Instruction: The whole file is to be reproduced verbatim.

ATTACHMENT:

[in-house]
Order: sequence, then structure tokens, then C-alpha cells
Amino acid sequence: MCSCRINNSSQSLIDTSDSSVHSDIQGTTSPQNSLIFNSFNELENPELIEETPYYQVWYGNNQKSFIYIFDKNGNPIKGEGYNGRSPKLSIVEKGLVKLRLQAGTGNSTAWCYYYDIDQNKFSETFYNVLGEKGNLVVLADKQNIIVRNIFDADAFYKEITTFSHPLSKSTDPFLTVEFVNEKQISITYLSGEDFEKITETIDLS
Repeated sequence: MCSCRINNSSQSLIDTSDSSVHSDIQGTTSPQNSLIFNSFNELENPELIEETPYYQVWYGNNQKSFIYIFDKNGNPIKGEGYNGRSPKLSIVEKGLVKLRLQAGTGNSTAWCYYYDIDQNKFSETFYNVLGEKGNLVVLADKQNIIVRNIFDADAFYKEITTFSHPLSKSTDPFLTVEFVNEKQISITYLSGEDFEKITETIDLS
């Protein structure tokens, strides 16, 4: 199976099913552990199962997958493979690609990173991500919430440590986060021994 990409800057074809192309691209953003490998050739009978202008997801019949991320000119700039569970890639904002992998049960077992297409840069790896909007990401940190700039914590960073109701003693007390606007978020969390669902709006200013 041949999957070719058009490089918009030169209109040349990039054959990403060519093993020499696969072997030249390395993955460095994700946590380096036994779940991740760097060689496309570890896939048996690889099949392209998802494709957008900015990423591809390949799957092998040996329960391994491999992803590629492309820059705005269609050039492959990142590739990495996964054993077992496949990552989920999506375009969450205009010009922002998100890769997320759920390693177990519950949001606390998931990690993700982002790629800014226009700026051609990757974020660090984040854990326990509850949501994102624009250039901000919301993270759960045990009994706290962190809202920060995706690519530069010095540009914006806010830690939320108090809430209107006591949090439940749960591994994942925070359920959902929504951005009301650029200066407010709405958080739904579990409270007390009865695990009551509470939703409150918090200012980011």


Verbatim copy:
[in-house]
Order: sequence, then structure tokens, then C-alpha cells
Amino acid sequence: MCSCRINNSSQSLIDTSDSSVHSDIQGTTSPQNSLIFNSFNELENPELIEETPYYQVWYGNNQKSFIYIFDKNGNPIKGEGYNGRSPKLSIVEKGLVKLRLQAGTGNSTAWCYYYDIDQNKFSETFYNVLGEKGNLVVLADKQNIIVRNIFDADAFYKEITTFSHPLSKSTDPFLTVEFVNEKQISITYLSGEDFEKITETIDLS
Repeated sequence: MCSCRINNSSQSLIDTSDSSVHSDIQGTTSPQNSLIFNSFNELENPELIEETPYYQVWYGNNQKSFIYIFDKNGNPIKGEGYNGRSPKLSIVEKGLVKLRLQAGTGNSTAWCYYYDIDQNKFSETFYNVLGEKGNLVVLADKQNIIVRNIFDADAFYKEITTFSHPLSKSTDPFLTVEFVNEKQISITYLSGEDFEKITETIDLS
């Protein structure tokens, strides 16, 4: 199976099913552990199962997958493979690609990173991500919430440590986060021994 990409800057074809192309691209953003490998050739009978202008997801019949991320000119700039569970890639904002992998049960077992297409840069790896909007990401940190700039914590960073109701003693007390606007978020969390669902709006200013 041949999957070719058009490089918009030169209109040349990039054959990403060519093993020499696969072997030249390395993955460095994700946590380096036994779940991740760097060689496309570890896939048996690889099949392209998802494709957008900015990423591809390949799957092998040996329960391994491999992803590629492309820059705005269609050039492959990142590739990495996964054993077992496949990552989920999506375009969450205009010009922002998100890769997320759920390693177990519950949001606390998931990690993700982002790629800014226009700026051609990757974020660090984040854990326990509850949501994102624009250039901000919301993270759960045990009994706290962190809202920060995706690519530069010095540009914006806010830690939320108090809430209107006591949090439940749960591994994942925070359920959902929504951005009301650029200066407010709405958080739904579990409270007390009865695990009551509470939703409150918090200012980011």